Re: Help me~♡ Difficult improper integrals in real analysis.

Regarding to the first integral 'Monster Wolfram' supplies...

int e^(- x) sin x x^a from 0 to infinity - Wolfram|Alpha

How to obtain that result however is a difficult task...

Kind regards

$\chi$ $\sigma$
I did not see the answer but I think it should be

$$\displaystyle \Im \left (\frac{\Gamma (\alpha +1)}{(1-i)^{\alpha +1}}\right)$$

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#### Fantini

MHB Math Helper
Re: Help me~♡ Difficult improper integrals in real analysis.

We may be considering finding the explicit values for the improper integrals, but is that really the question? Bw0young0math, are you interested in results for the integrals or just in the analysis of their convergence? #### chisigma

##### Well-known member
Re: Help me~♡ Difficult improper integrals in real analysis.

May be that the following 'forgotten formula' ...

http://mathhelpboards.com/analysis-50/laplace-transform-7057.html#post32097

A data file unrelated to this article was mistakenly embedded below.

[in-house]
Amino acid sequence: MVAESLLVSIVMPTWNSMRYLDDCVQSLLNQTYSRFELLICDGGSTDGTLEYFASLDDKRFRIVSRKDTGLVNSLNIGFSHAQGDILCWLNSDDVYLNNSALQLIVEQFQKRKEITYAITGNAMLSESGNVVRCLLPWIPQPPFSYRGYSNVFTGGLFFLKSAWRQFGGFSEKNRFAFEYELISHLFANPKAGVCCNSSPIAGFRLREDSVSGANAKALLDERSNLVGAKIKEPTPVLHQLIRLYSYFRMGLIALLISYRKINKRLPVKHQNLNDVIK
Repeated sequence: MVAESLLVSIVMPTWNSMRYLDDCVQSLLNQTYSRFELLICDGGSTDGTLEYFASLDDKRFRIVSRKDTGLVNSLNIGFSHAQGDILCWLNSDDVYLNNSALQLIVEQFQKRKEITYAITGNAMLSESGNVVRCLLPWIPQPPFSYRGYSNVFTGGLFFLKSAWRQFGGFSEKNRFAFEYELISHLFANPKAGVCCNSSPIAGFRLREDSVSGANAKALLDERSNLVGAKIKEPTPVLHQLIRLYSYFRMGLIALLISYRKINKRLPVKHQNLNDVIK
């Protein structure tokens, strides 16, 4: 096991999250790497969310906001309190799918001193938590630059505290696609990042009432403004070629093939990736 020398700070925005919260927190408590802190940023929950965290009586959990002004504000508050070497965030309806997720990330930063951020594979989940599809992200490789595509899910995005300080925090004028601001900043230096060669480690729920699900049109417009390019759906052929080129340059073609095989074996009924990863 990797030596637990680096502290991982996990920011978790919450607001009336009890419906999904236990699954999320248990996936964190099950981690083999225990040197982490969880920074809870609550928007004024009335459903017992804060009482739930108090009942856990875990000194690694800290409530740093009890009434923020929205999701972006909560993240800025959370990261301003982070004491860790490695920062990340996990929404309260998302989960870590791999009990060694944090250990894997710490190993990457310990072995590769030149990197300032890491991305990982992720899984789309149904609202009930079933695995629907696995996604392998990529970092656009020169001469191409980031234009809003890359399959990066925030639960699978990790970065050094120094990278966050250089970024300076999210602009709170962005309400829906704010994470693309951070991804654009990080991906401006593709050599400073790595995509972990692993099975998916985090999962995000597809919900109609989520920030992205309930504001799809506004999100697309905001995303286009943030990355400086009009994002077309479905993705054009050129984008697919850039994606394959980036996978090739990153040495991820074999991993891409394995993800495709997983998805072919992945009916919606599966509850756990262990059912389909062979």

$\displaystyle \mathcal {L} \{f_{1}(t)\ f_{2}(t)\} = \frac{1}{2\ \pi\ i}\ \int_{\gamma - i\ \infty}^{\gamma + i\ \infty} F_{1} (z)\ F_{2}(s - z)\ dz\ (1)$

... is useful in this case. Here is $\displaystyle f_{1} (t) = t^{\alpha} \implies F_{1} (s) = \frac{\Gamma (1 + \alpha)}{s^{1 + \alpha}}$ and $\displaystyle f_{2} (t) = \sin t \implies F_{2}(s)= \frac{1}{1 + s^{2}}$. In any case that is not a trivial task...
An Italian adage says 'The Devil is not so ugly as You paint him' so that we try to compute the integral...

$\displaystyle I(s) = \int_{c - i\ \infty}^{c + i\ \infty} \frac{d z}{z^{1 + \alpha}\ \{1 + (s - z)^{2}\}}\ (1)$

... and we do that integrating along the path illustrated in the figure... If T tends to infinity the integral along the 'big circle' tends to 0 so that integral is given by...

$\displaystyle I(s)= - \lim_{z \rightarrow s + i} \frac{1}{z^{1 + \alpha}\ (s - z - i)} - \lim_{z \rightarrow s - i} \frac{1}{z^{1 + \alpha}\ (s - z + i)}= \frac{1}{2\ i\ (s+i)^{1 + \alpha}} + \frac{1}{2\ i\ (s-i)^{1 + \alpha}}\ (2)$

... so that the final result should be...

$\displaystyle \int_{0}^{\infty} t^{\alpha}\ \sin t\ e^{-t}\ d t = \frac{\Gamma(1 + \alpha)}{2\ \pi\ i} I(1) = \frac{\Gamma (1 + \alpha)}{4\ \pi} \frac{(1 + i)^{1 + \alpha} + (1-i)^{1 + \alpha}}{2^{1 + \alpha}}\ (3)$

Since in pure calculus I am very poor, it should be useful that some 'young mind' verifies all that...